ALBERTA HUNTER Document DOCD 5424 Complete Recorded Works, Vol. 3 : 1924-1927 ● CD $15.98
23 tracks, 67 min., recommended
Ken Romanowski, in his notes to this set, is very careful to detail Alberta Hunter & Louis Armstrong's only recordings together. As she was still under contact with Paramount Records, their 5 Gennett recordings were released under the name Josephine Beatty and The Red Onion Jazz Babies! Everybody Loves My baby and Cake Walking Babies are just 2 highlights from this session. Her next label was OKeh Records, recording at least 16 issued sides (2 sides were not available for this CD), including I'm Tired Blues, a mistitled version of Virginia Liston's I'm Sick Of Fattening Frogs For Snakes. They are all strong sides, especially her original autobiographical I'm Hard To Satisfy. Not being satisfied with OKeh's promotion efforts (their excuse was that she was not alerting them where her next gigs were), she accepted producer Ralph Peer's offer to record for Victor Records. This CD ends with the 1st (of 2) Victor sessions. Accompanied by pianist-songwriter Mike Jackson (1888-1945), she got to record 3 of her songs, including the autobiographical I'm Down Right Now But I Won't Be Down Always. (EL)
ALBERTA HUNTER: A Master Man With A Master Mind/ Cake Walking Babies (from Home)(vocal Duet With Clarence Todd)/ Don't Forget To Mess Around/ Don't Want It All/ Double Crossin' Papa/ Early Every Morn/ Empty Cellar Blues/ Everybody Does It Now/ Everybody Loves My Baby/ Everybody Mess Around/ Heebie Jeebies/ I'll Forgive You 'cause I Love You/ I'm Down Right Now But I Won't Be Down Always/ I'm Gonna Lose Myself 'way Down In Louisville/ I'm Hard To Satisfy/ I'm Tired Blues/ My Old Daddy's Got A Brand-new Way To Love/ Nobody Knows The Way I Feel Dis Mornin'/ Take That Thing Away/ Texas Moaner Blues/ Wasn't It Nice?/ You For Me, Me For You/ Your Jelly Roll Is Good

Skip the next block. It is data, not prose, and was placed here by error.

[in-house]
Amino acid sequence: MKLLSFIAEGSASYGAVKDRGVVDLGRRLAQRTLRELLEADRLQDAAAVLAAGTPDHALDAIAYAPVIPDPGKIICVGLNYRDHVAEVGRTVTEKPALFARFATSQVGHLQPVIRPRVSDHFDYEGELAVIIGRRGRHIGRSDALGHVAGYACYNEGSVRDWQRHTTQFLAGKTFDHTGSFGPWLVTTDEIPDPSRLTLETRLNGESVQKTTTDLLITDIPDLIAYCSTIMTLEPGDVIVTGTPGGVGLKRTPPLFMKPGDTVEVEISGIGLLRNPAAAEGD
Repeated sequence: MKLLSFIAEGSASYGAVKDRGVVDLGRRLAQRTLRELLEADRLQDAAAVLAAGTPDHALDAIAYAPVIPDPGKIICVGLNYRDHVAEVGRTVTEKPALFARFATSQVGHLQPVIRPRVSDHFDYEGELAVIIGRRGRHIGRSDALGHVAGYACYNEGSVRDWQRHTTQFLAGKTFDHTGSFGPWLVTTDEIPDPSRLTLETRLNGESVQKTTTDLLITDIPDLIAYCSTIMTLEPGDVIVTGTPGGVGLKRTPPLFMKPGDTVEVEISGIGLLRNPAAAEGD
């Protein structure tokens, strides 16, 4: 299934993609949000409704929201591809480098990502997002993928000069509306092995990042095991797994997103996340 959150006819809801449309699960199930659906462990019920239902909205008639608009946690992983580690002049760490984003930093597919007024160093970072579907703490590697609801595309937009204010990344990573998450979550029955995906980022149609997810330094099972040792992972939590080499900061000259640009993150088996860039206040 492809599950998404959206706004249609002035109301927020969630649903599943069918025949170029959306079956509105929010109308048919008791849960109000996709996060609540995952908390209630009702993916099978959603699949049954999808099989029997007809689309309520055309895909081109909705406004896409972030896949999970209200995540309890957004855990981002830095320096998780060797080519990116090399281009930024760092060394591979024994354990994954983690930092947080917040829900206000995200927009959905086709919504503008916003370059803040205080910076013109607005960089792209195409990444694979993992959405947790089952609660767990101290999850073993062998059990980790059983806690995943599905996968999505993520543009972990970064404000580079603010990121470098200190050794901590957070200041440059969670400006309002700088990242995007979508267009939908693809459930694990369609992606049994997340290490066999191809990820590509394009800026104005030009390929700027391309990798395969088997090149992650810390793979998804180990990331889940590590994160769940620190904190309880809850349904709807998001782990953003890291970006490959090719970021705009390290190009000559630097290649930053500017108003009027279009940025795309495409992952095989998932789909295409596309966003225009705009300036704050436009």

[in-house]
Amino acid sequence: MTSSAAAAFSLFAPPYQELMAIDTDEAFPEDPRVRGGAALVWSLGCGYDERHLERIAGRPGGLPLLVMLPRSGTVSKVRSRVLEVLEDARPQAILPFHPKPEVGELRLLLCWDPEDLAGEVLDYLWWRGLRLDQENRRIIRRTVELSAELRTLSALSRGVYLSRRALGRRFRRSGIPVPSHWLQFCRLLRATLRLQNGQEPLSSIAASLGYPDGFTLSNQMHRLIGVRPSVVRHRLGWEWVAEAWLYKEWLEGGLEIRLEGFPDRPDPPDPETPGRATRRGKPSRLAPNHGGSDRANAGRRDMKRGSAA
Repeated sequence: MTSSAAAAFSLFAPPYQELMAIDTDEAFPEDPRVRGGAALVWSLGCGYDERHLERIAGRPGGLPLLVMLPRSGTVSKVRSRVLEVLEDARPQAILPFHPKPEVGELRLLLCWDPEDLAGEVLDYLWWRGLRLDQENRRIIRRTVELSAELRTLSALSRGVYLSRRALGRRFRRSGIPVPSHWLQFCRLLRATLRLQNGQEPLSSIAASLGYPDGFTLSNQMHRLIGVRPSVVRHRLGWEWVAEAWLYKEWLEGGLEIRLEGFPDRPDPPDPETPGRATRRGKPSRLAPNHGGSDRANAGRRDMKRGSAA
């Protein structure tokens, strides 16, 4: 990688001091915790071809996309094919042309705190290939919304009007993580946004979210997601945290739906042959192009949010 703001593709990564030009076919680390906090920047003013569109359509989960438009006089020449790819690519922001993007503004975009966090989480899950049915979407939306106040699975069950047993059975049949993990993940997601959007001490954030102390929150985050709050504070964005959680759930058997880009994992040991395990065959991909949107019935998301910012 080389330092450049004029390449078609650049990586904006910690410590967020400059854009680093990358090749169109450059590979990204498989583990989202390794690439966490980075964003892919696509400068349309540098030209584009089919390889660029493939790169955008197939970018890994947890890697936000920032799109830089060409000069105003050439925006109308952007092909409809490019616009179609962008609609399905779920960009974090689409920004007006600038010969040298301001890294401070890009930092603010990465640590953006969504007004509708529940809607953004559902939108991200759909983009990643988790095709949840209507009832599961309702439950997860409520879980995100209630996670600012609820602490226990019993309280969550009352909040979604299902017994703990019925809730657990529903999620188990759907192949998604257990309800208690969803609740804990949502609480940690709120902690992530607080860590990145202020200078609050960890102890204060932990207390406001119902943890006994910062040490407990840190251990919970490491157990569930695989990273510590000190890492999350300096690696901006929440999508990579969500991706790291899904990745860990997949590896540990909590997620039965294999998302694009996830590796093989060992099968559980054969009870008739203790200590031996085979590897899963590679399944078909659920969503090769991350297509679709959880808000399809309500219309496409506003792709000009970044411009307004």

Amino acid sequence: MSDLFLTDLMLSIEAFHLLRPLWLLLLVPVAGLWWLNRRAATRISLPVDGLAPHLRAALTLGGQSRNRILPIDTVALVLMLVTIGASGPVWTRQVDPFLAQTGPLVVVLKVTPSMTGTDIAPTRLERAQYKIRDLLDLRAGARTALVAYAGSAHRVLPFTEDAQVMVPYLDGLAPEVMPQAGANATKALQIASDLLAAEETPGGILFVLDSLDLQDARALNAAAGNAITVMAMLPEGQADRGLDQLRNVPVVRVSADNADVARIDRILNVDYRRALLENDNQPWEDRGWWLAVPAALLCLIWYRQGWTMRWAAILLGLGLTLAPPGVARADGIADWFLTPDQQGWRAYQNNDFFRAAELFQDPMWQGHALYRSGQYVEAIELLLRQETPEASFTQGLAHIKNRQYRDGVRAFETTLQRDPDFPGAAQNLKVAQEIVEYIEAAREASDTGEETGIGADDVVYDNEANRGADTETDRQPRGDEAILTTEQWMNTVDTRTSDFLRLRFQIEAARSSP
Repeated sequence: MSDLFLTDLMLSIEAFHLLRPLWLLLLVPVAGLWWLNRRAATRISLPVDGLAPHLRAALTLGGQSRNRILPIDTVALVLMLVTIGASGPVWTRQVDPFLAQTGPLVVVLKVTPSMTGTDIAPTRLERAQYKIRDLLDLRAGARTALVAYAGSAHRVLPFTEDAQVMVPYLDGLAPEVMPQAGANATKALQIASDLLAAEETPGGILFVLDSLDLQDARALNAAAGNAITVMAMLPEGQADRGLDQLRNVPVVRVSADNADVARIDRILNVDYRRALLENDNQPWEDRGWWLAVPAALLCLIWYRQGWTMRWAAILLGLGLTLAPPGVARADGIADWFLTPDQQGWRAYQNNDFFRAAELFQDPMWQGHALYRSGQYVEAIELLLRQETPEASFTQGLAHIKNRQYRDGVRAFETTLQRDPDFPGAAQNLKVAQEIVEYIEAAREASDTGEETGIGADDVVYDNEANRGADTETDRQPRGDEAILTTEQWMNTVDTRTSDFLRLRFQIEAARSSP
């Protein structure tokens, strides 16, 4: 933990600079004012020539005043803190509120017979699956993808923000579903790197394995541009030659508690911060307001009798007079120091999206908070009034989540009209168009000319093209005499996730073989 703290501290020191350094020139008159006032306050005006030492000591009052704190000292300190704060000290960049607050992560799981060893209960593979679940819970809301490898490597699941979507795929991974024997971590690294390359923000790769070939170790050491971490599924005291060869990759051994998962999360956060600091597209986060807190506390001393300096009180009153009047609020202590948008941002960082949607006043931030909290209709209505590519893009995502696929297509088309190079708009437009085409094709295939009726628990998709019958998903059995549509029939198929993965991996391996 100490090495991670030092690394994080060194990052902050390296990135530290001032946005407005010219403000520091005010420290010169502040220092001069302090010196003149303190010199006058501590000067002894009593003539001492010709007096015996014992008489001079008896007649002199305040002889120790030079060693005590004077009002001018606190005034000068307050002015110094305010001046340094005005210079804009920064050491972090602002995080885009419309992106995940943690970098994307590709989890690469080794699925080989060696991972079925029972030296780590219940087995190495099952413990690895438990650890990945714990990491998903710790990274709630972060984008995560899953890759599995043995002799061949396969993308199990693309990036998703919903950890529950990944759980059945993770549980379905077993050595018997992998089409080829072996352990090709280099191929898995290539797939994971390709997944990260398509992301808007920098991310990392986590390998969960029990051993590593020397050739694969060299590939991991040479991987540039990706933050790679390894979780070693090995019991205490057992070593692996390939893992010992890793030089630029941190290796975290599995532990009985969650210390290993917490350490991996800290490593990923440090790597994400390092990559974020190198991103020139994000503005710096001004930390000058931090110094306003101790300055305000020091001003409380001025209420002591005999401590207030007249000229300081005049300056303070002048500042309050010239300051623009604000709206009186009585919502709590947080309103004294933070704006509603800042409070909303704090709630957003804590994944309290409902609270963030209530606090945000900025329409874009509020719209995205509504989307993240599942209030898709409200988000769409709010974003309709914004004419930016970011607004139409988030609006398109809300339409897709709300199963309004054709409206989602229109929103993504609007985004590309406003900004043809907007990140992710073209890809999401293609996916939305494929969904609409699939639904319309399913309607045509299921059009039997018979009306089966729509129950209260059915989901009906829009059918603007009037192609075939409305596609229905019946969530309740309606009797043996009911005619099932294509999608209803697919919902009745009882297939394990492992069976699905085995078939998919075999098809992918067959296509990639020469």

ALBERTA HUNTER Original Blues Classics 510 Alberta Hunter With Lovie Austin's Blues Serenaders ● CD $11.98
A bit more than midway between her striking jazz and blues sides of the late twenties and her thrilling Columbia sessions in the early eighties, Alberta Hunter found herself in Chicago, ripe for rediscovery. Recorded on September 1, 1961, this often strong set reunited Hunter with pianist/ bandleader Lovie Austin (it was Austin's first recording in nearly 20 years). It's a marvel to hear these two and Austin's veteran band circle around songs they love and then remember what they originally loved about them. There are no fireworks, but this is clearly intended as a low-key session, and as such succeeds completely. (JG)